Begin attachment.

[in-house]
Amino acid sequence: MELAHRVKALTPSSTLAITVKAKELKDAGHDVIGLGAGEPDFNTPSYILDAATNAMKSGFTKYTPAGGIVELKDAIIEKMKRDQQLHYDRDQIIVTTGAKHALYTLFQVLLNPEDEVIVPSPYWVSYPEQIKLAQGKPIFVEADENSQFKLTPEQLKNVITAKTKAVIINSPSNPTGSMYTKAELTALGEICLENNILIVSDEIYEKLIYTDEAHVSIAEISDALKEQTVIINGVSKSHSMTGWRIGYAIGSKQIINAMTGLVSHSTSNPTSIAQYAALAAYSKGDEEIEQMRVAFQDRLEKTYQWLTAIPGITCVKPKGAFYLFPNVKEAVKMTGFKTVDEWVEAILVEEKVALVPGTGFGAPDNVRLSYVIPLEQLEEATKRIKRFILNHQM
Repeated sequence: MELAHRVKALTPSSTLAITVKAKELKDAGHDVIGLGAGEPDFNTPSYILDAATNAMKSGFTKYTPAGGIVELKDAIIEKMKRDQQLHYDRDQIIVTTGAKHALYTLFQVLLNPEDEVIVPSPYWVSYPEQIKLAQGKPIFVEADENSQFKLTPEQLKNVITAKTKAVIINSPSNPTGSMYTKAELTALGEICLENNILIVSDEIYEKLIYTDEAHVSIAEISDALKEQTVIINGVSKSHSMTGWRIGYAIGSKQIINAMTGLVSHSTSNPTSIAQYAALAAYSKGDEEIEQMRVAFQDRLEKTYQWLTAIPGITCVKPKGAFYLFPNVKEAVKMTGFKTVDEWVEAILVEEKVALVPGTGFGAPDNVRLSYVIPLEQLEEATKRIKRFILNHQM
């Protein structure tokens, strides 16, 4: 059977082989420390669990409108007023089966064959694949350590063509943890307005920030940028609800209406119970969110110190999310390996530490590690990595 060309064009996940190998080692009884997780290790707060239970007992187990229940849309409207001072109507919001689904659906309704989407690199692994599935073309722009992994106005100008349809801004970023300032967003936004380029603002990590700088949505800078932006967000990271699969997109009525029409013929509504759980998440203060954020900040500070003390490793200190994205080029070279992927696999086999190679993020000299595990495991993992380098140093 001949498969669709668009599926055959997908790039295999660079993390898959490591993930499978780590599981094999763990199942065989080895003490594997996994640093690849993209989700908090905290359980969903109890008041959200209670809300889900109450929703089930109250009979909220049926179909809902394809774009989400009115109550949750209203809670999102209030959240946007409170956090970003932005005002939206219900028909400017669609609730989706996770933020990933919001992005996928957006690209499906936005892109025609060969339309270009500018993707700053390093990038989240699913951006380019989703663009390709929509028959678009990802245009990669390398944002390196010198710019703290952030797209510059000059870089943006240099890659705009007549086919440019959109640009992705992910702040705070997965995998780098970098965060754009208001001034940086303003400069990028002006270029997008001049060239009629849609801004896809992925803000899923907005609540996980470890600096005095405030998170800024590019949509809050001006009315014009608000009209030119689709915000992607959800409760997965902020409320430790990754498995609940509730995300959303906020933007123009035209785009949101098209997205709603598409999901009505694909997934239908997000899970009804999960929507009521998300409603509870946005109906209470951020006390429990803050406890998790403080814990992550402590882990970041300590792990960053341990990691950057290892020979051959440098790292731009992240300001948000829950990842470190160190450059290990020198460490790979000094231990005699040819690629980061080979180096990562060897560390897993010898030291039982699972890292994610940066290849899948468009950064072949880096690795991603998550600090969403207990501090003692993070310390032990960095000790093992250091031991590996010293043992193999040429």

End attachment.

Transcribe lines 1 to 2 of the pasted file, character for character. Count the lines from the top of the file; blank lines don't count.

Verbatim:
[in-house]
Amino acid sequence: MELAHRVKALTPSSTLAITVKAKELKDAGHDVIGLGAGEPDFNTPSYILDAATNAMKSGFTKYTPAGGIVELKDAIIEKMKRDQQLHYDRDQIIVTTGAKHALYTLFQVLLNPEDEVIVPSPYWVSYPEQIKLAQGKPIFVEADENSQFKLTPEQLKNVITAKTKAVIINSPSNPTGSMYTKAELTALGEICLENNILIVSDEIYEKLIYTDEAHVSIAEISDALKEQTVIINGVSKSHSMTGWRIGYAIGSKQIINAMTGLVSHSTSNPTSIAQYAALAAYSKGDEEIEQMRVAFQDRLEKTYQWLTAIPGITCVKPKGAFYLFPNVKEAVKMTGFKTVDEWVEAILVEEKVALVPGTGFGAPDNVRLSYVIPLEQLEEATKRIKRFILNHQM